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Student & Alumni Achievements

Student & Alumni Achievements

Georgia State Inducts Delta Omega Student Members

The School of Public Health at Georgia State University has welcomed 14 students as the newest members of the Gamma Upsilon Chapter of the Delta Omega Honorary Society in Public Health.

Delta Omega 2016 Inductees[1][2]

The new membership includes Master of Public Health and PhD candidates who have demonstrated achievements in public health research, policy and education.

The newest members are graduating Master of Public Health students Ms. Fatima Abdirizak, Ms. Maryam Ahmad, Ms. Christine Murphy Andrews, Ms. Joelle Atere-Roberts, Ms. Kimberly Erukunuakpor, Ms. Angie Guinn, Dr. Omarwalid Noorzada, Ms. Sankan Nyanseor, Ms. Argita Salindri, Ms. Margery Tamas, Ms. Harini Vakamudi, and Ms. Kristen Vales; and PhD candidates Ms. Jessica Rogers Brown and Ms. Malikah Waajid. For the first time, the School held a ceremony to honor inductees.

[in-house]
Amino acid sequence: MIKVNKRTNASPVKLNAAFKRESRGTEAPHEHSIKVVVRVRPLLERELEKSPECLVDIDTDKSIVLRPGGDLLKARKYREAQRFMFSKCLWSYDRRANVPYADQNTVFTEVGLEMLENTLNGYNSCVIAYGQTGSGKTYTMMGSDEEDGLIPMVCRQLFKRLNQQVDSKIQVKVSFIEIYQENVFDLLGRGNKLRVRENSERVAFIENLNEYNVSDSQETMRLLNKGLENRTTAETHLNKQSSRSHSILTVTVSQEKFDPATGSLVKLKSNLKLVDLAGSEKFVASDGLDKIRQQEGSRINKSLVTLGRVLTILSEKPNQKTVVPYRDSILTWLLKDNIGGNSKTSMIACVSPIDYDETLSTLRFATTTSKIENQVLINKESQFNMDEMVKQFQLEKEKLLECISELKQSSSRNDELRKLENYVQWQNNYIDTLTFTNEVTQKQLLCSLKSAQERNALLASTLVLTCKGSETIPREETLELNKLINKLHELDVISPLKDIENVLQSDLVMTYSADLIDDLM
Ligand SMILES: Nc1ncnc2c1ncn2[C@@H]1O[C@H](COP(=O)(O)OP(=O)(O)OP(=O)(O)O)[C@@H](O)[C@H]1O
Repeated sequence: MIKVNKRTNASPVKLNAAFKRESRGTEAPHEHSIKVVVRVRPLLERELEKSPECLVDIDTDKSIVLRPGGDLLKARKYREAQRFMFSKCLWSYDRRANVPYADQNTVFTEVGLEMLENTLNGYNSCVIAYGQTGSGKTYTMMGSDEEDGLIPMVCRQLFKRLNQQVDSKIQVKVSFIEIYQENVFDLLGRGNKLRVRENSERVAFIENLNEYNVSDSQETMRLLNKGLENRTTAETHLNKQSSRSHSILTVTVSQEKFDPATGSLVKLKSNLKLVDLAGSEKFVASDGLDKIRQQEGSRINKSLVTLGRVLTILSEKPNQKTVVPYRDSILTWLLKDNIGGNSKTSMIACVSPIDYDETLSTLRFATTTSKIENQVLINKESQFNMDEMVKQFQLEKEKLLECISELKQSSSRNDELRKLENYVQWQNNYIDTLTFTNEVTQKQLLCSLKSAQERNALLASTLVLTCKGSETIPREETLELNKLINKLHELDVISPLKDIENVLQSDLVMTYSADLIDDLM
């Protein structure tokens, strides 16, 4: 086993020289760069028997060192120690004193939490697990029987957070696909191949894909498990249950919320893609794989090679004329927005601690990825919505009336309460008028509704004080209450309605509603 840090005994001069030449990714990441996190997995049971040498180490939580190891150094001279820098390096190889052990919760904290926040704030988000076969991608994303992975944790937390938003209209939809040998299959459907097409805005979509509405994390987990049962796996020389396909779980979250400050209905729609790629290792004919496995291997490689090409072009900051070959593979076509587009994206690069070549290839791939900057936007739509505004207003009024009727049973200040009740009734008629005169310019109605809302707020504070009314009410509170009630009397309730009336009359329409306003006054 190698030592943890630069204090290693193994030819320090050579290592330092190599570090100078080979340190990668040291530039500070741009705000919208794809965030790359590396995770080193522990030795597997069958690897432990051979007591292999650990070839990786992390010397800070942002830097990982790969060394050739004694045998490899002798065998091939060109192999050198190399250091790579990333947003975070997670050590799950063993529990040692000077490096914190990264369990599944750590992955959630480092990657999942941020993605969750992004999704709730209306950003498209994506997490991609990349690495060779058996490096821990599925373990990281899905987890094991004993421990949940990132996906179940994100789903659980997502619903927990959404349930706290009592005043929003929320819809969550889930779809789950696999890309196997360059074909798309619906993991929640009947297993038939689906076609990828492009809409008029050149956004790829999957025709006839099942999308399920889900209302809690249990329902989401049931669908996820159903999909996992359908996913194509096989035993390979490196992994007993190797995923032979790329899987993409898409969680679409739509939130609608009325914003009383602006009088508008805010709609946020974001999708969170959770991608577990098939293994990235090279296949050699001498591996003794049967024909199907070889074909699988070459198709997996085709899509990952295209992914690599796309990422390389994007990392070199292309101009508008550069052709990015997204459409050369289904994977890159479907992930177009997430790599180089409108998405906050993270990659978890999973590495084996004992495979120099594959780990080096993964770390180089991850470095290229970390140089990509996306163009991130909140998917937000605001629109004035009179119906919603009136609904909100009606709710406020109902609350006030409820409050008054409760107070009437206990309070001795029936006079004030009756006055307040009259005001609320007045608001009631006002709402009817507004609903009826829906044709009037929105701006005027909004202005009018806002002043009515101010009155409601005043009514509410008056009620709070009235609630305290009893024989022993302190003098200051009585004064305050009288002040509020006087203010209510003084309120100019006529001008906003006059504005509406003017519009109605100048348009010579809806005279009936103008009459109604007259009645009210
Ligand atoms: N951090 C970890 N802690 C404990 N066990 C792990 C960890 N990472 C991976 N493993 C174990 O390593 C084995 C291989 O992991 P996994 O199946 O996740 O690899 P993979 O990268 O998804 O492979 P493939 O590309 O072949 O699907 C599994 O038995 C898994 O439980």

“This incoming group of Delta Omega inductees represents the strength of diversity inherent in the School of Public Health and is our largest group of inductees to date,” said faculty advisor Dr. Kim Ramsey-White. “Our membership includes students, professionals and faculty who are leading the public health field in their work on obesity prevention, global health, and environmental health — just to name a few. I am looking forward to working with all of them as we continue to serve our Georgia State and the Greater Atlanta communities.”

The Delta Omega Honorary Society was founded in 1924 at Johns Hopkins University to promote the study of public health, which at the time was a relatively new field.

The Gamma Upsilon Chapter at the School of Public Health at Georgia State began in 2014 for the purpose of recognizing its students and public health professionals who are dedicated to advancing the wellbeing of all people. The chapter now includes more than 40 members. The chapter inducts no more than 10 percent of the school’s current graduating student body annually, and all student inductees must be in the upper 25 percent of their class.